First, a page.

SEATTLE – Water that built up behind a massive deadly mudslide in Washington state began trickling downstream, reducing the threat of potential flooding along the North Fork of the Stillaguamish River, authorities said Sunday.
The square-mile of mud and debris that killed four people had raised concerns about a possible flash flood downstream of Oso, about 55 miles north of Seattle.
“The danger is much less than it was last night,” Steve Thompson, public works director for Snohomish County said at a news briefing Sunday evening.
The river was slowly starting to carve out a new channel, allowing enough water to pass through to relieve pressure behind the debris field, he and others said.
Officials said they don’t think the water would suddenly burst, but urged residents living in nearby communities to remain alert.
“There’s a small amount coming around the north edge of the slide. It’s not alarming, and is allowing the water building behind the dam to settle out a bit,” said Bronlea Mishler, a spokeswoman for Snohomish County. “It’s flowing fairly slowly, and the on-scene folks have no major concerns.”
The National Weather Service said a flash flood watch for Snohomish County was in effect until Monday afternoon. Meanwhile, Gov. Jay Inslee urged residents in nearby communities to remain in a “heightened state of awareness” until things fully stabilize.
Saturday’s slide destroyed several dozen homes and blocked about a mile of State Route 530. It also dammed the North Fork of the Stillaguamish River.
Inslee said there were no plans to move the debris blocking the river. “The river will find its way over the days and weeks to come,” he said at a news briefing Sunday.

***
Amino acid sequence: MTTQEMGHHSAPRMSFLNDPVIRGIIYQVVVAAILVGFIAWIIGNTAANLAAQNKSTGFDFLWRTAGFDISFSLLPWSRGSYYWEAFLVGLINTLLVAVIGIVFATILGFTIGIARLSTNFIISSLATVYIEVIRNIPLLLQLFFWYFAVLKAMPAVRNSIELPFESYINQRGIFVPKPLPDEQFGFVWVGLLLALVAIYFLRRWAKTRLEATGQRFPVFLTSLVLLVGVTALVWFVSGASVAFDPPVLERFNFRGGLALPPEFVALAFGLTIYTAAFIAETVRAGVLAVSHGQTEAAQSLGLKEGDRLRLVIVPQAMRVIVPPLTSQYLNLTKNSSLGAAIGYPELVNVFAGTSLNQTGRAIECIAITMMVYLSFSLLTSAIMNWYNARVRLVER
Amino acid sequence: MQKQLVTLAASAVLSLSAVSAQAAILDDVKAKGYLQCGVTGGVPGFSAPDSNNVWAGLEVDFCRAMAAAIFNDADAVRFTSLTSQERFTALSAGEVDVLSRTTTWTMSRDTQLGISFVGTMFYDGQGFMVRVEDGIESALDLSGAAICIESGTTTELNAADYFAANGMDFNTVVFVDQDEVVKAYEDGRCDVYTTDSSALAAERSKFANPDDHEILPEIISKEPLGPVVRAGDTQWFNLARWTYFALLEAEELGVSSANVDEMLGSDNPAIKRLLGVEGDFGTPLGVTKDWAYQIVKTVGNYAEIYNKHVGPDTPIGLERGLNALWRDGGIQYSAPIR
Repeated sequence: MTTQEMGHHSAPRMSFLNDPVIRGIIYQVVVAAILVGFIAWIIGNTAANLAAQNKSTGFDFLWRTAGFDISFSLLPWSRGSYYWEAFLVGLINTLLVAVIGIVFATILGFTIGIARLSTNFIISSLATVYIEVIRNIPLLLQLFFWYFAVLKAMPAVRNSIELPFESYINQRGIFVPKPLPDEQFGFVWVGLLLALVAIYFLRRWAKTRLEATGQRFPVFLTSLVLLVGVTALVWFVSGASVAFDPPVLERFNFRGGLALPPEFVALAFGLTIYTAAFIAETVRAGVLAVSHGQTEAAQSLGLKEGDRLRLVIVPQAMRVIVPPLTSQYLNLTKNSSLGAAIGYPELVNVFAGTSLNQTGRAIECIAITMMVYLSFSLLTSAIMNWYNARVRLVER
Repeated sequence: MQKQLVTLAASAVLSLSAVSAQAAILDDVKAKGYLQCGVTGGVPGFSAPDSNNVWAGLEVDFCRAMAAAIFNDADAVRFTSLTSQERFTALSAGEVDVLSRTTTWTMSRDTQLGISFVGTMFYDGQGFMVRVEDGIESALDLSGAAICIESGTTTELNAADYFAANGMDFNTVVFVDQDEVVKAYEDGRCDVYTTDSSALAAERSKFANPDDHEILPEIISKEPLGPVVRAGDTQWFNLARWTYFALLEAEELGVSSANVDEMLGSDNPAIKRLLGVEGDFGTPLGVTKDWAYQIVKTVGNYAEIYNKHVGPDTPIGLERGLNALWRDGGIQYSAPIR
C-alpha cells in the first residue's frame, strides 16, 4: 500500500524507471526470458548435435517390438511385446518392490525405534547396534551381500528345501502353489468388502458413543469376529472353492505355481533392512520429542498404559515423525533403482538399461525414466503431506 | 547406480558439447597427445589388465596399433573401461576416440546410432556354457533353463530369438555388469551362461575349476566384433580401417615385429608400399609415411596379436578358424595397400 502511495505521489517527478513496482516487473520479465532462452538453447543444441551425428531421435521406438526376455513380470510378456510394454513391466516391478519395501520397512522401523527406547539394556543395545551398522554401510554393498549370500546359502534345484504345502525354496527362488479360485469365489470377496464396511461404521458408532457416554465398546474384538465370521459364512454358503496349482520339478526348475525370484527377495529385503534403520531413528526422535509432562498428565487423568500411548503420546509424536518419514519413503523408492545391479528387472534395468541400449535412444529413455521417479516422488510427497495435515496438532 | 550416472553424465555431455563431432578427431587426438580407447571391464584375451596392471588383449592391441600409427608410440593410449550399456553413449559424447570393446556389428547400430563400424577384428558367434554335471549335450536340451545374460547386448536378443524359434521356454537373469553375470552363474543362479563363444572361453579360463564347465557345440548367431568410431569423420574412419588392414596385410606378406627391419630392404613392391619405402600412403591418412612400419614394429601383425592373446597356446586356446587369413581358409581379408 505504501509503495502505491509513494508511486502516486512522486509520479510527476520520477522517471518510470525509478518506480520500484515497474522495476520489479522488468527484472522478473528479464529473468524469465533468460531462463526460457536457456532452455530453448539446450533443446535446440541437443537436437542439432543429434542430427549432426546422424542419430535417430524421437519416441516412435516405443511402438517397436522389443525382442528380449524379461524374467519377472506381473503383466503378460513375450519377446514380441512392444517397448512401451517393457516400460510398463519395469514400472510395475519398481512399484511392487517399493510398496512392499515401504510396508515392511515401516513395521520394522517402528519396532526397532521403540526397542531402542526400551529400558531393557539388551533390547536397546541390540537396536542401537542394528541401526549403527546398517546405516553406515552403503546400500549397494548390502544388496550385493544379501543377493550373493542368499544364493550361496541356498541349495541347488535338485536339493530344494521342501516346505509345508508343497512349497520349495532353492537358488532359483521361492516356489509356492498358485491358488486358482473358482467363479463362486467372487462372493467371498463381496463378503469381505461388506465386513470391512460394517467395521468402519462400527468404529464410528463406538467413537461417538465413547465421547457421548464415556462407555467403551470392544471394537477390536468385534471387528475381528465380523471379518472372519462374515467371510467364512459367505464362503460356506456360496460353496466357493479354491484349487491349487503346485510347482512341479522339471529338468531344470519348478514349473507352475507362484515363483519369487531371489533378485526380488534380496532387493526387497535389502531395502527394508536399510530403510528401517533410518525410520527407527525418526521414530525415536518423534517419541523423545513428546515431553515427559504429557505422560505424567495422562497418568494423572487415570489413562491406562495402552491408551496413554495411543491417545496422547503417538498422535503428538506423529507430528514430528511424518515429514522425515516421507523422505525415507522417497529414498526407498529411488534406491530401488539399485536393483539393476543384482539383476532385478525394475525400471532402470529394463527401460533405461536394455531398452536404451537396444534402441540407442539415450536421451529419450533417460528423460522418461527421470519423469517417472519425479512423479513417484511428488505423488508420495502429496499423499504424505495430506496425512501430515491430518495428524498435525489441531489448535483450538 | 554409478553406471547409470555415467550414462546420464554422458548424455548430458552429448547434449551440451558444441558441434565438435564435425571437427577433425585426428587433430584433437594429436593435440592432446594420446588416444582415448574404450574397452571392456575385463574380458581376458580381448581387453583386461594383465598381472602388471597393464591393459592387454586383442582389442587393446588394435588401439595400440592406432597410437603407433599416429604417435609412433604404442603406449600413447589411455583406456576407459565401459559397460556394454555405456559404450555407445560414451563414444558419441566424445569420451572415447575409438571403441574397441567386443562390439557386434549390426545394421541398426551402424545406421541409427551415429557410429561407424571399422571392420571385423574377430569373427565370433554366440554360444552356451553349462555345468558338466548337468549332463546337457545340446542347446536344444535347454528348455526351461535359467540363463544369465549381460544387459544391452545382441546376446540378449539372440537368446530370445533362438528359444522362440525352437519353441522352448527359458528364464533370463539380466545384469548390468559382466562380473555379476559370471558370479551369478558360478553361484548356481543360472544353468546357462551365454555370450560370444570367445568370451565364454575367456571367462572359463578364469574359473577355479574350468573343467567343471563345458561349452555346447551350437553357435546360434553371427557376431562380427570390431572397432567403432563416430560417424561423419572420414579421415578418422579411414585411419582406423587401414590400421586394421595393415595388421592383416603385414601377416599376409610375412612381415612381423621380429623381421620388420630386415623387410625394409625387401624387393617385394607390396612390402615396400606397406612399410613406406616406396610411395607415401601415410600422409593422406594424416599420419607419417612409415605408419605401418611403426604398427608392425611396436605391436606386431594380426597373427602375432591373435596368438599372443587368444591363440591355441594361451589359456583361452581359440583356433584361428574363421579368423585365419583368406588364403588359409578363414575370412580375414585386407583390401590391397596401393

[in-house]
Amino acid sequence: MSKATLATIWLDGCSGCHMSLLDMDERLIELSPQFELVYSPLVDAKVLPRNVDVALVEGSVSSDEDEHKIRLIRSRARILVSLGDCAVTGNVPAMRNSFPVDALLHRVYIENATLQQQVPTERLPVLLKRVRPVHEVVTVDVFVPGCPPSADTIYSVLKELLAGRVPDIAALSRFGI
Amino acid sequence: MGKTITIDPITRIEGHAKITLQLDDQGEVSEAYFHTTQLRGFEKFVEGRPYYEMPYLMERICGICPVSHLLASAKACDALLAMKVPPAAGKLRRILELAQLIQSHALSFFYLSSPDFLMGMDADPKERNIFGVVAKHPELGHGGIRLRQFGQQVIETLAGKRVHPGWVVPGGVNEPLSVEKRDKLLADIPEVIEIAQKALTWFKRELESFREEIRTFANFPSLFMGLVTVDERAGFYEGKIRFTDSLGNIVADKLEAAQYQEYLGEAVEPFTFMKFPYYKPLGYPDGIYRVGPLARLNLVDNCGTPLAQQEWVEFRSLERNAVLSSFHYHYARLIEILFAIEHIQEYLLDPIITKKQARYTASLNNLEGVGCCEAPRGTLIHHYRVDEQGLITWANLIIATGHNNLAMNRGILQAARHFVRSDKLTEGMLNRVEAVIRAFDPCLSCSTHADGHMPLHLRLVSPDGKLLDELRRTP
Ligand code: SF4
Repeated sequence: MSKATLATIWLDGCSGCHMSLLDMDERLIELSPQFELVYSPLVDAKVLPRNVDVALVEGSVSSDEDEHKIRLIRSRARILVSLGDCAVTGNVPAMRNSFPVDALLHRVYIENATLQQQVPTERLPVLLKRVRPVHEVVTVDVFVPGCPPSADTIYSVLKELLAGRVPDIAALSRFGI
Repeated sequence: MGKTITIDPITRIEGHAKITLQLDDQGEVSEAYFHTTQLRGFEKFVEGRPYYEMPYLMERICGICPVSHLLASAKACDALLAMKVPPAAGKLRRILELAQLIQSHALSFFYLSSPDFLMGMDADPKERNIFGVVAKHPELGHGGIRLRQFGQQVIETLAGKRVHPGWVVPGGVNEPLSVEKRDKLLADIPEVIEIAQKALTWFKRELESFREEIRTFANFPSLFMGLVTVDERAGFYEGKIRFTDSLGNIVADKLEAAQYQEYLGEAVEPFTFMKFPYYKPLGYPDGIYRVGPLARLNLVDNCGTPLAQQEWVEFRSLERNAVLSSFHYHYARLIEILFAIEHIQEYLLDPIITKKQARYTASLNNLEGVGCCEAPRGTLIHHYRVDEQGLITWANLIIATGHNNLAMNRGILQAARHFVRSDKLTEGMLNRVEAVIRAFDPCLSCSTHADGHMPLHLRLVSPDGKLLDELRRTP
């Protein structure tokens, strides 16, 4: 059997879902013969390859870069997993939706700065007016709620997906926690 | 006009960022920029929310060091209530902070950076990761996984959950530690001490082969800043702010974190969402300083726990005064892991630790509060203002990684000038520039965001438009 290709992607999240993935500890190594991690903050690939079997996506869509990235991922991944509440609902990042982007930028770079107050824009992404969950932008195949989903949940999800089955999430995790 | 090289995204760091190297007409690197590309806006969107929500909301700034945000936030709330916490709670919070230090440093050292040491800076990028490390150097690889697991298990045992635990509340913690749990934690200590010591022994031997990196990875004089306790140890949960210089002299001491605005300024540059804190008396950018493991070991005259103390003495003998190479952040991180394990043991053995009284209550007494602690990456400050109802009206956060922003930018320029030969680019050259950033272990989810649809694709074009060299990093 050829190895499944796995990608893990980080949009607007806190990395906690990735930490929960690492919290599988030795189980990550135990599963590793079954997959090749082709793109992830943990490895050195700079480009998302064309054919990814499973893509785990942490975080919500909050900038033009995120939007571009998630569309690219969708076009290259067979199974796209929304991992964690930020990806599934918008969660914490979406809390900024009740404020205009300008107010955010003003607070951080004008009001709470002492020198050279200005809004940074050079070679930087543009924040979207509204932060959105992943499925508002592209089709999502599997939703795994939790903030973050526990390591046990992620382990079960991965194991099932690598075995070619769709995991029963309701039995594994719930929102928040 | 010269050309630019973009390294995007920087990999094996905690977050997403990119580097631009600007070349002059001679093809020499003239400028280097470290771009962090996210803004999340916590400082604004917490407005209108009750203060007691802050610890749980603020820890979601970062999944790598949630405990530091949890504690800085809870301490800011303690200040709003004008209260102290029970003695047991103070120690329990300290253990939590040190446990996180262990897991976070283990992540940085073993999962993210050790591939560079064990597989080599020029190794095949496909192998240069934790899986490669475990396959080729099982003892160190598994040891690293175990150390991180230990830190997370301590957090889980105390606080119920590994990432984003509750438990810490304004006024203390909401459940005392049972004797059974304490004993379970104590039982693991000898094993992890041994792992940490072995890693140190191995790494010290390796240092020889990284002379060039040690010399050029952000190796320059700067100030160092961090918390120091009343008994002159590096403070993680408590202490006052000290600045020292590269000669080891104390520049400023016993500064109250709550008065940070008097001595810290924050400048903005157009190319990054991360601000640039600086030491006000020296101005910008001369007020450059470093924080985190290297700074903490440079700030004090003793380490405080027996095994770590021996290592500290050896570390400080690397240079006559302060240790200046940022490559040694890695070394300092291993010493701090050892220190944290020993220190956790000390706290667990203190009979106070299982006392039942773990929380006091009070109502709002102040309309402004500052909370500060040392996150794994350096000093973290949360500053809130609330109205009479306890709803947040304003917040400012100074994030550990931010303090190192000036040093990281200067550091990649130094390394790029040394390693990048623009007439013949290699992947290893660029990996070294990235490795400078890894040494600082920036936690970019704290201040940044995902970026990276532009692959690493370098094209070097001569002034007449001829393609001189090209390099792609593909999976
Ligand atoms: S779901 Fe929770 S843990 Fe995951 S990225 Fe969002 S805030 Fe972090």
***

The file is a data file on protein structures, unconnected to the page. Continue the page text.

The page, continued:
The National Weather Service in Seattle said Sunday afternoon that water is clear as it flows through the new channel, indicating that “we can expect a steady release of water through the blockage rather than any sudden burst or rapid rise.”
John Pennington from the Snohomish County Department of Emergency Management said the area where the slide occurred has a history of unstable land. He said a slide also happened there in 2006.
Authorities believe the slide was caused by ground water saturation from recent heavy rainfall.
David Montgomery, an earth and space sciences professor at University of Washington in Seattle, said these deep-seated slides tend to occur from rainfall over months or seasons. “It can raise the water table in a slope and that decrease its stability,” he said. “This was a big deep one, a giant slump.”
There may be many factors, but “the very wet month of March that we had is clearly a factor,” he added. All that rain can raise the groundwater table in a slope and undermine its stability, he said.
The weather service’s Brent Bower said Sunday about a quarter- or half-inch of rain is expected in the area Monday night and Tuesday. “It’ll make things messy but it’s not going to affect the river much,” he said.